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Antimicrobial systems multiply

Originally Published MPMN March 2002

SPECIAL

Antimicrobial systems multiply
A plastic compound incorporating an antimicrobial agent prevents the growth and migration of microorganisms on medical devices.

While basic hygiene procedures are the major factor in controlling bacterial infections, the use of antimicrobial systems in plastics can offer added protection at the product level. Two new silver-ion products from plastics suppliers promise to give medical devices antimicrobial qualities.

"Antimicrobial systems are no longer used only to protect a plastic material itself from degradation by microorganisms, but also to affect microbe populations found at the surface," says Julie Simmons, chemist at Wells Plastics Ltd. (Stone, Staffs, UK; www.wellsplastics.com). Wells is a compounder of additive master batches. The company has developed a technology that encapsulates silver-ion antimicrobial systems within a soluble matrix. According to Wells, use of the silver-ion formulations in wound dressings, urinary catheters, and other medical products can help to reduce infection.

Tests conducted by the company on polymeric tubing and fibers have shown the efficacy of the antimicrobial systems. Plastic tubing containing 2% of a silver-ion master batch was tested against Pseudomonas aeruginosa, Staphylococcus aureus, and Escherichia coli. Against initial inoculum concentrations of 10,000 to 80,000 bacteria, the tubing achieved reductions of log 3, or 99.9%, reducing each of the three bacteria populations to <100 colony-forming units.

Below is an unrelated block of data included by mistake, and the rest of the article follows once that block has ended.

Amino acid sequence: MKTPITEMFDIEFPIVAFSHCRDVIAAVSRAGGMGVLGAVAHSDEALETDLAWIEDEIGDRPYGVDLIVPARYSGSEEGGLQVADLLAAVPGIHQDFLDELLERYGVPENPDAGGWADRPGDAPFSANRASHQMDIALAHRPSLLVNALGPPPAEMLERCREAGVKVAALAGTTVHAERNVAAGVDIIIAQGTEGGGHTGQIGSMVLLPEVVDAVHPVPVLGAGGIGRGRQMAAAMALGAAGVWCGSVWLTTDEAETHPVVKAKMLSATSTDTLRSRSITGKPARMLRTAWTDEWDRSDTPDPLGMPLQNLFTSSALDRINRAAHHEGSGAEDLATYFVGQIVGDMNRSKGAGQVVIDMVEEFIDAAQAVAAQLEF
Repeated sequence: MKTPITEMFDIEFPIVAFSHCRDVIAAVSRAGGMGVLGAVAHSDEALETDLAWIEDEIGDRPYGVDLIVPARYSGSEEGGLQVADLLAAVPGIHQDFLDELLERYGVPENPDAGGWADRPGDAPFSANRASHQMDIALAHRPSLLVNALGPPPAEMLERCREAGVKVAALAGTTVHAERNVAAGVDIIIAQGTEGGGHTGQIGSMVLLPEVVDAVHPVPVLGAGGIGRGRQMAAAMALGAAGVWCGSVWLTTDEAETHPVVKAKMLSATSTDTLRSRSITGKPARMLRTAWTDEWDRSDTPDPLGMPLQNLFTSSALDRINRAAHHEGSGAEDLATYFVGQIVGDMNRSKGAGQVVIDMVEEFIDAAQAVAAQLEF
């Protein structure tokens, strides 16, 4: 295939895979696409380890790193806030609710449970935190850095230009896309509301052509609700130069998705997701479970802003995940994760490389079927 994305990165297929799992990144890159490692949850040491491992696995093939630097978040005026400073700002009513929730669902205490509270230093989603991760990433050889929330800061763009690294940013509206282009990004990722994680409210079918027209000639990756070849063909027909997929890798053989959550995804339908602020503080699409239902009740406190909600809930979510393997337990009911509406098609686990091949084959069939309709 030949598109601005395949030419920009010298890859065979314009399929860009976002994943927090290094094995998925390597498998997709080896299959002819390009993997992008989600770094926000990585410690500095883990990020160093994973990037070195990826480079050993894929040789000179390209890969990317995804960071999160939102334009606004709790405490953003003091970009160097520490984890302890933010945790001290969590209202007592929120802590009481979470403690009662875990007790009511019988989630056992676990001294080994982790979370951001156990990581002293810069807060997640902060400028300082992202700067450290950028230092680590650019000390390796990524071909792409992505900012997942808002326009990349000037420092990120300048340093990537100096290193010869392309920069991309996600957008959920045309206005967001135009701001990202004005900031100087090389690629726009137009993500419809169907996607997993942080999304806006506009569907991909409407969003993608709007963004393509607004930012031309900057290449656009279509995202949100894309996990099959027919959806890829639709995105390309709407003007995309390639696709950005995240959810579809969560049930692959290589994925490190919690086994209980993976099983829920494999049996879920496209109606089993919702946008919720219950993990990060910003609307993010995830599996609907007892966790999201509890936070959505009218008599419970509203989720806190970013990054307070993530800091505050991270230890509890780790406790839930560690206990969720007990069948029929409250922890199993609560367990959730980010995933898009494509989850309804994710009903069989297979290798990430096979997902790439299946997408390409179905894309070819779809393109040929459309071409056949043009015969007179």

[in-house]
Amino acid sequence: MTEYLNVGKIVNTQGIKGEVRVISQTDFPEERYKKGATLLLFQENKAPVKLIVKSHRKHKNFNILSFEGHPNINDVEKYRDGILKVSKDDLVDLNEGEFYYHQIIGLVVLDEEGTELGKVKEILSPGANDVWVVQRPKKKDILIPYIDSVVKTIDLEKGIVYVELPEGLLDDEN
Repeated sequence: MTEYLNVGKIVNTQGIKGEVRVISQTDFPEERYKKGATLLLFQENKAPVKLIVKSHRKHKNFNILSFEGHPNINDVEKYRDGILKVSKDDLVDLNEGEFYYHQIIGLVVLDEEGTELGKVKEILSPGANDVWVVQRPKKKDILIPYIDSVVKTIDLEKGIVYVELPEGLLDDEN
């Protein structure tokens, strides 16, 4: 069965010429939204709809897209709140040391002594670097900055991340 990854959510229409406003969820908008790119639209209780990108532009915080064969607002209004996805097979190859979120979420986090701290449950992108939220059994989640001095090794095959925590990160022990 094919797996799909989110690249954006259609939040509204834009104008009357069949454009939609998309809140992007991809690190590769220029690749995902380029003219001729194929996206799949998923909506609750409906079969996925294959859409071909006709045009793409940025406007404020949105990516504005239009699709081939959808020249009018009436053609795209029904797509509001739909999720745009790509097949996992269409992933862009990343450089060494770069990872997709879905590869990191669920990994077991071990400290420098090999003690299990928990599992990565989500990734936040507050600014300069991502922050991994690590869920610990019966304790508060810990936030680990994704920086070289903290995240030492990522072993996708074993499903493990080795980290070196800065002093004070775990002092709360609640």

Meanwhile, another plastics company, Ensinger GmbH (Nufringen, Germany; www.ensinger-online.com) has joined forces with a firm offering antimicrobial technology to produce plastics that contain their own disinfectants. The firm recently signed an agreement with AgION Technologies (Beverly, MA; www.agion-tech.com) allowing it to offer plastic incorporating AgION's antimicrobial compound.

The AgION material is based on a silver-ion delivery system that prevents the growth and migration of bacteria, yeast, mold, and fungus on any product to which it is applied. The plastics offered by Ensinger constitute new antimicrobial compounds that combine the inorganic silver ions with a patented delivery structure.

Ensinger medical marketing specialist Fran Alder says that the company has an exclusive license to add AgION to nylons, and a nonexclusive license to compound it with other plastics. "This material addresses a critical issue with plastics," he says. "Are you really sterilizing plastics when you follow autoclaving procedures?"

Applications of the new compounds thus far have included surgical instrument handles and thermoformed trays.

The antimicrobial agent is able to withstand pH levels from 3 to 10 and temperatures up to 800°C, which makes it compatible with virtually any manufacturing and operating environment. In an acute oral toxicity study, the AgION agent was shown to be less toxic than ordinary table salt. The material has passed the ISO 10993-1 biocompatibility test for medical implants.

Benjamin Lichtman, Norbert Sparrow, Katherine Sweeny, Zachary Turke, and Susan Wallace

Copyright ©2002 Medical Product Manufacturing News

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